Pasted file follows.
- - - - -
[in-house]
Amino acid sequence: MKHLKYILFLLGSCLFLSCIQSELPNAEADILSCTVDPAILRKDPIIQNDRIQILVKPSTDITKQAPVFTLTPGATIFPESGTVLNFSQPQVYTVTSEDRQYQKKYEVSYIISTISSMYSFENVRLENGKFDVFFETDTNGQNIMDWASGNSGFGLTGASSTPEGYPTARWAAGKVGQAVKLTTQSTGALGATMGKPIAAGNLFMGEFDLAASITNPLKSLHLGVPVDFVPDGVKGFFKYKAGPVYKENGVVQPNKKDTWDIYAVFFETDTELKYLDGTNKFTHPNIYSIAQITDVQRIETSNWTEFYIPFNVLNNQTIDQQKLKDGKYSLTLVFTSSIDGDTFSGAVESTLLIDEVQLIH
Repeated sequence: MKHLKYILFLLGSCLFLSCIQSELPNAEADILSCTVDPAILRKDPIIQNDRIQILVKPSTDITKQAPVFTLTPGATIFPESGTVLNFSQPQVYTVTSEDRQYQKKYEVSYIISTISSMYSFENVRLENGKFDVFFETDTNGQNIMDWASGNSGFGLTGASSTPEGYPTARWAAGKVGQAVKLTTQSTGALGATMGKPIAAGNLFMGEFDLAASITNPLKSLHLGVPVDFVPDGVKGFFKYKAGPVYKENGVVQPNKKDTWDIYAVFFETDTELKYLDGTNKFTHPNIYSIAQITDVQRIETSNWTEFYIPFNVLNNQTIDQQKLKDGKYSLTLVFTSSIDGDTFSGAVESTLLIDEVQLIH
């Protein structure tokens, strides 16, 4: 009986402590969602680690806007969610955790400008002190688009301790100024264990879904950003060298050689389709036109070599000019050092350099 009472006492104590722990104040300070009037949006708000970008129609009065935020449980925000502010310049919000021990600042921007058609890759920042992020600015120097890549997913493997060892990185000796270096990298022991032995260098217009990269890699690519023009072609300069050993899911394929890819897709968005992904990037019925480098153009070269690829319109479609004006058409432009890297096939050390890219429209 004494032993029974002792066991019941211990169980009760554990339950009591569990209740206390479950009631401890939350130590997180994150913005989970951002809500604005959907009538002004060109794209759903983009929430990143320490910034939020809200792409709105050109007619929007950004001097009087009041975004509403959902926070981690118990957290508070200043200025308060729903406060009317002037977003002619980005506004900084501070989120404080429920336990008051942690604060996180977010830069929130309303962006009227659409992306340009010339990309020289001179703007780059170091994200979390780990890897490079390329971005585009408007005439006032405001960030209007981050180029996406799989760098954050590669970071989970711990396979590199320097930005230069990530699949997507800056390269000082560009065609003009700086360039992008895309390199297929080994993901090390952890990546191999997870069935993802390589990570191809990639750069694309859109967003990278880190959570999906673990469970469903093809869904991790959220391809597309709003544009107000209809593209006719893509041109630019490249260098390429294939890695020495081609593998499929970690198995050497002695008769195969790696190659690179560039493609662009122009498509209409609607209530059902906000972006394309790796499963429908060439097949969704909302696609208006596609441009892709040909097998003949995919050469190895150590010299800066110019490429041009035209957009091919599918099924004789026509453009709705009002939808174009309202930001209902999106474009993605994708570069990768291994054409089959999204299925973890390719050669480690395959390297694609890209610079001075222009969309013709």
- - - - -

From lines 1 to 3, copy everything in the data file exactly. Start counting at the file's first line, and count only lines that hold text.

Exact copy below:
[in-house]
Amino acid sequence: MKHLKYILFLLGSCLFLSCIQSELPNAEADILSCTVDPAILRKDPIIQNDRIQILVKPSTDITKQAPVFTLTPGATIFPESGTVLNFSQPQVYTVTSEDRQYQKKYEVSYIISTISSMYSFENVRLENGKFDVFFETDTNGQNIMDWASGNSGFGLTGASSTPEGYPTARWAAGKVGQAVKLTTQSTGALGATMGKPIAAGNLFMGEFDLAASITNPLKSLHLGVPVDFVPDGVKGFFKYKAGPVYKENGVVQPNKKDTWDIYAVFFETDTELKYLDGTNKFTHPNIYSIAQITDVQRIETSNWTEFYIPFNVLNNQTIDQQKLKDGKYSLTLVFTSSIDGDTFSGAVESTLLIDEVQLIH
Repeated sequence: MKHLKYILFLLGSCLFLSCIQSELPNAEADILSCTVDPAILRKDPIIQNDRIQILVKPSTDITKQAPVFTLTPGATIFPESGTVLNFSQPQVYTVTSEDRQYQKKYEVSYIISTISSMYSFENVRLENGKFDVFFETDTNGQNIMDWASGNSGFGLTGASSTPEGYPTARWAAGKVGQAVKLTTQSTGALGATMGKPIAAGNLFMGEFDLAASITNPLKSLHLGVPVDFVPDGVKGFFKYKAGPVYKENGVVQPNKKDTWDIYAVFFETDTELKYLDGTNKFTHPNIYSIAQITDVQRIETSNWTEFYIPFNVLNNQTIDQQKLKDGKYSLTLVFTSSIDGDTFSGAVESTLLIDEVQLIH